Education tax credits are incredibly valuable as you attempt to file your taxes this year, but you want to be sure that you aren’t claiming education credits that aren’t yours to claim to avoid problems in the future. Make sure your claims fit the right circumstances in order to ensure a smooth filing process. 

Education credits are for expenses you paid for. If, for example, your employer pays for a portion of your educational expenses, that amount doesn’t count as an educational tax deduction for you. If your employer reimbursed you for expenses that you paid for out of pocket up front, those expenses also shouldn’t qualify. 

Education credits should relate to your field of employment. Whether you attended a seminar in another field or took college courses just for your own interest, those items do not relate to your career and should not be included as part of your educational tax deductions. You can use those expenses to improve your standing in your current career field, or you can use them as a trainee to help improve your overall understanding of your field. 

Education expenses do not include expenses you would have incurred anyway. The cost of meals, for example, is not included as part of your education tax credits. While you may be able to include part of your internet cost, if you use the internet primarily for personal purposes, it’s probably not an education expense.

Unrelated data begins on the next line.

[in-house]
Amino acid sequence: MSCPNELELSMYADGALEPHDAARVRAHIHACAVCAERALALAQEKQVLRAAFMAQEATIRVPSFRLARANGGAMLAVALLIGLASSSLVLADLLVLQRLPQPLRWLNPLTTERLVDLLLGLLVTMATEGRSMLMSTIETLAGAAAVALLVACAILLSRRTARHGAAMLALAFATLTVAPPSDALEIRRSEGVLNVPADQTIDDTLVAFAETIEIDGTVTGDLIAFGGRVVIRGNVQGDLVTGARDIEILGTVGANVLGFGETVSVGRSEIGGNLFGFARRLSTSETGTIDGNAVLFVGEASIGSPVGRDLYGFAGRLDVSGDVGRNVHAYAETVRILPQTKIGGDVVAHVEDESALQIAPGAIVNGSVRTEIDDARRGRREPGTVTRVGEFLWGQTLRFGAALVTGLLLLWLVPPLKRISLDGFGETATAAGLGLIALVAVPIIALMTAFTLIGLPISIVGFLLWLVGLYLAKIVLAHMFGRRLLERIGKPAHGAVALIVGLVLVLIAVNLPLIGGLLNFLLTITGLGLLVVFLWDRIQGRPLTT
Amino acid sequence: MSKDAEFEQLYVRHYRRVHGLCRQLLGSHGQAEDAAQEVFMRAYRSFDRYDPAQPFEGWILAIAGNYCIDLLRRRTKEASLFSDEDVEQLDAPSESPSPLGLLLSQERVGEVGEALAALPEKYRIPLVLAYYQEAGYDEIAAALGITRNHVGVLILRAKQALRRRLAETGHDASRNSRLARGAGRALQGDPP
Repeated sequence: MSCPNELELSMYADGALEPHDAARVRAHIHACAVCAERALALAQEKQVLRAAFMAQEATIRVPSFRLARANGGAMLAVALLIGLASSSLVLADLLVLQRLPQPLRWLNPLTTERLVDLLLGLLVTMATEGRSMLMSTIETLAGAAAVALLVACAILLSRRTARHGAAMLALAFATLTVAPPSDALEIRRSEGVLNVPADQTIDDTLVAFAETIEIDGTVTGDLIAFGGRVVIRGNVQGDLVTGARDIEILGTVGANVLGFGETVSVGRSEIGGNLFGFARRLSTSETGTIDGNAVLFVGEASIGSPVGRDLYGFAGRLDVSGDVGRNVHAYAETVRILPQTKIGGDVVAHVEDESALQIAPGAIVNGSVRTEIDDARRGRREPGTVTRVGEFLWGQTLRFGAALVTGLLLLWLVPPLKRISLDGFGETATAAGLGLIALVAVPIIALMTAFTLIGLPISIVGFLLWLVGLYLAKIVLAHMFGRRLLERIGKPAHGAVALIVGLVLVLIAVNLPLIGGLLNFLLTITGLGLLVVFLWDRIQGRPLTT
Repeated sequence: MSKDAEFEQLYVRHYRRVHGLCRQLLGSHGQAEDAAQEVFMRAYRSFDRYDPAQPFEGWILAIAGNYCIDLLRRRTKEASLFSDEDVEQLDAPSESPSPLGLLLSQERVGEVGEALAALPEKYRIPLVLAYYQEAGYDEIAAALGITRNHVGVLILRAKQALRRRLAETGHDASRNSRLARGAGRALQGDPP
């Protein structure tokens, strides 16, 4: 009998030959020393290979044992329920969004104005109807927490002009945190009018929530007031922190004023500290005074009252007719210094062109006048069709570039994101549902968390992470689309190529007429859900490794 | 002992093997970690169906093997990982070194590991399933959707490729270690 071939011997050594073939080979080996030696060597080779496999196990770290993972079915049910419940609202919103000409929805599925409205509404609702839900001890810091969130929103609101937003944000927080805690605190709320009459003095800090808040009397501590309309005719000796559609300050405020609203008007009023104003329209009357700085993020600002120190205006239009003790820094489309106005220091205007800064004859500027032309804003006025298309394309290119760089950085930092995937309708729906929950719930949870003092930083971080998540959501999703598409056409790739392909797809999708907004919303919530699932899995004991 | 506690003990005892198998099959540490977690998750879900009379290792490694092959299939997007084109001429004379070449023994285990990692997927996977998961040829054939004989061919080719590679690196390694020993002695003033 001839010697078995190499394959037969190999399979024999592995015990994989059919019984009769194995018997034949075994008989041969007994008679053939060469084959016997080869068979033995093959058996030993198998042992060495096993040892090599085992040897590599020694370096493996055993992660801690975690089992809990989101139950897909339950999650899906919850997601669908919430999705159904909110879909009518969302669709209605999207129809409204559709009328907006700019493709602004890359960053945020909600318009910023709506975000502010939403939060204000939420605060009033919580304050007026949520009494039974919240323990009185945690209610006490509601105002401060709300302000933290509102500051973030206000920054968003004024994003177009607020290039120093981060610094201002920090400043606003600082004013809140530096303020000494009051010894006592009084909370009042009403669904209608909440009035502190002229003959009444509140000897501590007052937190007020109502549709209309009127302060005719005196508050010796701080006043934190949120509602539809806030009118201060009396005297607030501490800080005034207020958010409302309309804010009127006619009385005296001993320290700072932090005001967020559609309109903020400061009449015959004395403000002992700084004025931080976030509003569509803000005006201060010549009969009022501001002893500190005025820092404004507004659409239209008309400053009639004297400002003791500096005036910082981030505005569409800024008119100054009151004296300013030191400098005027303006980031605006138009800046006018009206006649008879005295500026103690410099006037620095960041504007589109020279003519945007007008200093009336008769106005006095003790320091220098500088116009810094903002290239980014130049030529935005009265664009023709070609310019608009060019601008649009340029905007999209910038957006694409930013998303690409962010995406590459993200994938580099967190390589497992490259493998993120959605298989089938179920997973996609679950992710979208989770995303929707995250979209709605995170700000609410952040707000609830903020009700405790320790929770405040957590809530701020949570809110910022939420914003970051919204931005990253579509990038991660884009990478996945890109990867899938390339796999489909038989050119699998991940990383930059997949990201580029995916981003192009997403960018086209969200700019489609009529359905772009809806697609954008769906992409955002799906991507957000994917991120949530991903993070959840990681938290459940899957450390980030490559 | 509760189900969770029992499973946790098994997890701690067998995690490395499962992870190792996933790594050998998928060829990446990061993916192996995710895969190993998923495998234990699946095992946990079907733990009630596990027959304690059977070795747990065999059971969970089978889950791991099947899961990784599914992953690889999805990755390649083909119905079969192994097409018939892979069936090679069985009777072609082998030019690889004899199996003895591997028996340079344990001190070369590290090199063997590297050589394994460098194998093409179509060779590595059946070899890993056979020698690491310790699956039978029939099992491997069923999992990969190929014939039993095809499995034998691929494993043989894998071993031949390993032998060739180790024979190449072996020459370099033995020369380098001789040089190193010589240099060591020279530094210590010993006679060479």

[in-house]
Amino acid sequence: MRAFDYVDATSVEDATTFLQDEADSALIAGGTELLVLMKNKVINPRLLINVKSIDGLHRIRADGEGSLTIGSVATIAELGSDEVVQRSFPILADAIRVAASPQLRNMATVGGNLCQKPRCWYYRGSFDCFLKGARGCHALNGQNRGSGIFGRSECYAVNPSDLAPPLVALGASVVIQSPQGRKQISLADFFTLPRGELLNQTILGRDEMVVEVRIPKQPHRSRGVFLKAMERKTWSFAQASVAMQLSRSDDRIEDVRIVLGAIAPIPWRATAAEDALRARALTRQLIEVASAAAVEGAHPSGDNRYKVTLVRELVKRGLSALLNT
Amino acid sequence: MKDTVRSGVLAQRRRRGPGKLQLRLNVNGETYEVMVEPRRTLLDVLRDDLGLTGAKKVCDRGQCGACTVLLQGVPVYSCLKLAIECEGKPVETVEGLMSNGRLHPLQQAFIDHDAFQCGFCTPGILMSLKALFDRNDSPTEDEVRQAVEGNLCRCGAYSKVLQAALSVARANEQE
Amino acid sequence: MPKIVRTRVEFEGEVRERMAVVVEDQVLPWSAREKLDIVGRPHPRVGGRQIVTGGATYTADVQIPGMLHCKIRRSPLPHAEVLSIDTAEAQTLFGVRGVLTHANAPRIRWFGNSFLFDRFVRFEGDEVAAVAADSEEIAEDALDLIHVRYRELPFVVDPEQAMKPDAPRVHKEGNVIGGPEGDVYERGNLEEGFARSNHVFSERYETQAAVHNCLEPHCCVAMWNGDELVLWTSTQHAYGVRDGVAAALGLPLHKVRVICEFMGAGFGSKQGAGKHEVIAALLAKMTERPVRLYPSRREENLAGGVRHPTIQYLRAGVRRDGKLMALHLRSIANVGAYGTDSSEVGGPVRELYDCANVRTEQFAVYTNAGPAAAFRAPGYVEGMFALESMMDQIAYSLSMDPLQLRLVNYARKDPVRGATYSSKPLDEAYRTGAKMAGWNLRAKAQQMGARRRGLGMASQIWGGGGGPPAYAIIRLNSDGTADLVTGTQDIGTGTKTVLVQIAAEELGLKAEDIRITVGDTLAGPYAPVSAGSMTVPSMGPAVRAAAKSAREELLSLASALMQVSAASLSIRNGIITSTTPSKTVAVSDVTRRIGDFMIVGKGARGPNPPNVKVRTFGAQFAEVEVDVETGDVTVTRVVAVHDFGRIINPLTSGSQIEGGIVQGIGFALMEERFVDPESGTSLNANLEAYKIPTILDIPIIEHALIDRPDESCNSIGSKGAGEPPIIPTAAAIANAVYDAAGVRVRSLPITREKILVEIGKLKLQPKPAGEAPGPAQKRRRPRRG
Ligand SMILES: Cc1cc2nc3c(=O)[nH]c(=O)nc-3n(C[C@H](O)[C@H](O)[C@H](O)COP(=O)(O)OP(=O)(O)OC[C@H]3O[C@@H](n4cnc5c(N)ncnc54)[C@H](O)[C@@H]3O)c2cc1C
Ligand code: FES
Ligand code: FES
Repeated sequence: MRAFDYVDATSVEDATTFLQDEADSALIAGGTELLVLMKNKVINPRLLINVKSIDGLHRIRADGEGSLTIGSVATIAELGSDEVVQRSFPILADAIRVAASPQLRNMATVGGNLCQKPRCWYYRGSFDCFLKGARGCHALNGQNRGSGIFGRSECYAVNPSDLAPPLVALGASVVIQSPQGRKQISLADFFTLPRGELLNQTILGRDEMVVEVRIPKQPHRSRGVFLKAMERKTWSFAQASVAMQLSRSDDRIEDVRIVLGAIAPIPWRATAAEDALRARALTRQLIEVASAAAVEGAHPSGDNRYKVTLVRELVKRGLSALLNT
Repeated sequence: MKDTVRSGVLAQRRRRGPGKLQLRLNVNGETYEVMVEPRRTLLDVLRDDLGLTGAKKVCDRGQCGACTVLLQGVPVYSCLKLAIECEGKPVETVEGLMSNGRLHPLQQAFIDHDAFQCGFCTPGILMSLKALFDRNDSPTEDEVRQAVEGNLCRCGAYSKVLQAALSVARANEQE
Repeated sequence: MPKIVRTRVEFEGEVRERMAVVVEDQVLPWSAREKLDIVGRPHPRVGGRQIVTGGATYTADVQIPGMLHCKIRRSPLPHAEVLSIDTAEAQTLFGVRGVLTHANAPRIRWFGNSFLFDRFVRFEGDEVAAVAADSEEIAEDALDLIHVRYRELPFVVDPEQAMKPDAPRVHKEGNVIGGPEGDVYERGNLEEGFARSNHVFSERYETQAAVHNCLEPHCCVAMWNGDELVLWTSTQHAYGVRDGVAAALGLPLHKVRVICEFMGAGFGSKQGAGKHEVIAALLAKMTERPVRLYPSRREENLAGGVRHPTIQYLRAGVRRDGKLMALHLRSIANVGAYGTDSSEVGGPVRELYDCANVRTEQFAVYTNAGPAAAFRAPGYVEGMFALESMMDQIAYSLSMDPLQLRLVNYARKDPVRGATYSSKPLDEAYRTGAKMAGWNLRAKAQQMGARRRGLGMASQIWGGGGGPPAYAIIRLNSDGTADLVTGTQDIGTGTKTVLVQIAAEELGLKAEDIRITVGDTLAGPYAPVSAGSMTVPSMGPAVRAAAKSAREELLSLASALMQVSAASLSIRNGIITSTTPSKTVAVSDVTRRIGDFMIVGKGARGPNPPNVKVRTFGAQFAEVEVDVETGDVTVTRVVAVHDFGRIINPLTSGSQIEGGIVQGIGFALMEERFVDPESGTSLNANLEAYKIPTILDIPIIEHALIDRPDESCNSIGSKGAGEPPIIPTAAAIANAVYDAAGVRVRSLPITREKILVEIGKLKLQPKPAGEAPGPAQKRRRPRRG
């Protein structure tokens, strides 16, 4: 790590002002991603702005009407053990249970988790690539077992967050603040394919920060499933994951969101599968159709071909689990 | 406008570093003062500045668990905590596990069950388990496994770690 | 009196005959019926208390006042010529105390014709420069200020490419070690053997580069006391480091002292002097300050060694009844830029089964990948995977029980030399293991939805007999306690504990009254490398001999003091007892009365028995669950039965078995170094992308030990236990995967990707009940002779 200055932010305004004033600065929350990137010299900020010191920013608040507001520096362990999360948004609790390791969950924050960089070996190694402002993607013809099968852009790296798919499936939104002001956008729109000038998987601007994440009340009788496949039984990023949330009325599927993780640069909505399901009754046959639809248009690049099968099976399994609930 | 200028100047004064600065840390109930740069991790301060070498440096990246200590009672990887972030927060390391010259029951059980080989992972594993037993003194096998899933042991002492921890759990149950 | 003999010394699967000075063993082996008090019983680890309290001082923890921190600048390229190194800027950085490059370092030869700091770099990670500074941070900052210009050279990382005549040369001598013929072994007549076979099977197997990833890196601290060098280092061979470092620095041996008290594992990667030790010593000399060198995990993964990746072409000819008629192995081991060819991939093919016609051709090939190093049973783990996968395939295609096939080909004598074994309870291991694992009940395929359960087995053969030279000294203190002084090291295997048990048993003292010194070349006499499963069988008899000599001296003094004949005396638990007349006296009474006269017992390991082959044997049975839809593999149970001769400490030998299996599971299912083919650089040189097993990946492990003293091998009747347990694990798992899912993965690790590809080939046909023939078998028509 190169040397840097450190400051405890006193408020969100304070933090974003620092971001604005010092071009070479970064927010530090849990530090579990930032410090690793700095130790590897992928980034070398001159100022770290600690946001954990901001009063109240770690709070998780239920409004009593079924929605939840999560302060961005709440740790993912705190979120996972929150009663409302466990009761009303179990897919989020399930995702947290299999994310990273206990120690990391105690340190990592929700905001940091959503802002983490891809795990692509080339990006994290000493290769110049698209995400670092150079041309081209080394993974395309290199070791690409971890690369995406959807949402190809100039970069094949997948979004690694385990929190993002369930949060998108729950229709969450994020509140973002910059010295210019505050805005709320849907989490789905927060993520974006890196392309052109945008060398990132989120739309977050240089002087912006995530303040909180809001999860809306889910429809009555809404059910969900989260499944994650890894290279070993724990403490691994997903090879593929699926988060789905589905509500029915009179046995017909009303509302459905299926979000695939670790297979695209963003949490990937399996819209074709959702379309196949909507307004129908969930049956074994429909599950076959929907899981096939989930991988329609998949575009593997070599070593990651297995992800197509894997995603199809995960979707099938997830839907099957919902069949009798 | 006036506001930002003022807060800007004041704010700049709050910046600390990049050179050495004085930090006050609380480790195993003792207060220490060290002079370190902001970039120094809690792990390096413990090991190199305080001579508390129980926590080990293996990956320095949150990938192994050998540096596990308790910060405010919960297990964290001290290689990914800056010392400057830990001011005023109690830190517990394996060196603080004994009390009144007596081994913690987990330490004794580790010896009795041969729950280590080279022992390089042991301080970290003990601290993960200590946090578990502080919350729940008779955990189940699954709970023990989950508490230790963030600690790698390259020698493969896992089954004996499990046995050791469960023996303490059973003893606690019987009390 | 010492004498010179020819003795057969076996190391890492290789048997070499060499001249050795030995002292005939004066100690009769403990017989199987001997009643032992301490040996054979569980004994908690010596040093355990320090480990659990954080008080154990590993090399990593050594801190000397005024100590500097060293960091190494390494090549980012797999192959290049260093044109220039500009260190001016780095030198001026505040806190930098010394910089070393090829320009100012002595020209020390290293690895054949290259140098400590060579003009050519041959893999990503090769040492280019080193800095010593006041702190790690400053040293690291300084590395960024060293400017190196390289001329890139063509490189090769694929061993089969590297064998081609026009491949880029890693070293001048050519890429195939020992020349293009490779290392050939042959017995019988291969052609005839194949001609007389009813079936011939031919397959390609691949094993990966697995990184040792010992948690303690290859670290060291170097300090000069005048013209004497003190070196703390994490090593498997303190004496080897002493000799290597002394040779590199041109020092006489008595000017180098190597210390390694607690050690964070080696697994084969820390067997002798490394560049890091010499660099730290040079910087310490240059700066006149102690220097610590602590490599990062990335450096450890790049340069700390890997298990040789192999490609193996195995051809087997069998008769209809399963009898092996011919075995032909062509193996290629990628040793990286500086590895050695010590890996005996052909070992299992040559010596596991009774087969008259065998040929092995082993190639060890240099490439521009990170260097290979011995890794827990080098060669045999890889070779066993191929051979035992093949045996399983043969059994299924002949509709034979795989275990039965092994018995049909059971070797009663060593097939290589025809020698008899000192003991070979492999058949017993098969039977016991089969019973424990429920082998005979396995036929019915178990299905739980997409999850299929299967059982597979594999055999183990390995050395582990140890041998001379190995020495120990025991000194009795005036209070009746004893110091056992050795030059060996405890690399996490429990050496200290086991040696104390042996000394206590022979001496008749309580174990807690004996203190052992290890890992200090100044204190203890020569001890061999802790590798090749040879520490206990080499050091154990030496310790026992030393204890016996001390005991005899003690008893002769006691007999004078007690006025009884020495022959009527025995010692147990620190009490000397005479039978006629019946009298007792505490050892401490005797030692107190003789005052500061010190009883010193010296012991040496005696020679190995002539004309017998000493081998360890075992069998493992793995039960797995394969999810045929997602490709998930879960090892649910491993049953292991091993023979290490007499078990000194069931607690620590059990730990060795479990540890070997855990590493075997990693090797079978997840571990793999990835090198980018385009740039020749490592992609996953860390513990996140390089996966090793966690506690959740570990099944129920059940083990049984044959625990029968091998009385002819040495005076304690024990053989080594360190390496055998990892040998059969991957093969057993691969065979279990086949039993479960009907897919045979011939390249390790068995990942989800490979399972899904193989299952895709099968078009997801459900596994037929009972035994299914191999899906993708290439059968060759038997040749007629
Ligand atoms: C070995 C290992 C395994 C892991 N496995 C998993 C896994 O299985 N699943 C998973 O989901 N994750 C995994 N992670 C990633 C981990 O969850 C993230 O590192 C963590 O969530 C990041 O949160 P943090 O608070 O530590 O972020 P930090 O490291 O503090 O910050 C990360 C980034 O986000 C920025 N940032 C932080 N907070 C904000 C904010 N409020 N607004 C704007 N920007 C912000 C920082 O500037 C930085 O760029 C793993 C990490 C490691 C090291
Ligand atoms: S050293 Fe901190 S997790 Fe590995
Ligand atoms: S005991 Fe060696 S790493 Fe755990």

There’s no substitute for education in your life when it comes to furthering your professional chances and making it easier to achieve your professional goals. As you attend conferences, seminars, and classes throughout the year, you’re adding considerable knowledge that will ultimately help you further your career. At the same time, you’re adding up tax credits that will help you when you file your taxes at the end of the financial year. Are you struggling to put together your taxes this year or to assess what counts as an educational credit and what doesn’t? If so, contact us today. We’ll help advise you on how to put together your taxes in an effective, simple way that will help you take maximum advantage of as many of your educational expenses as possible.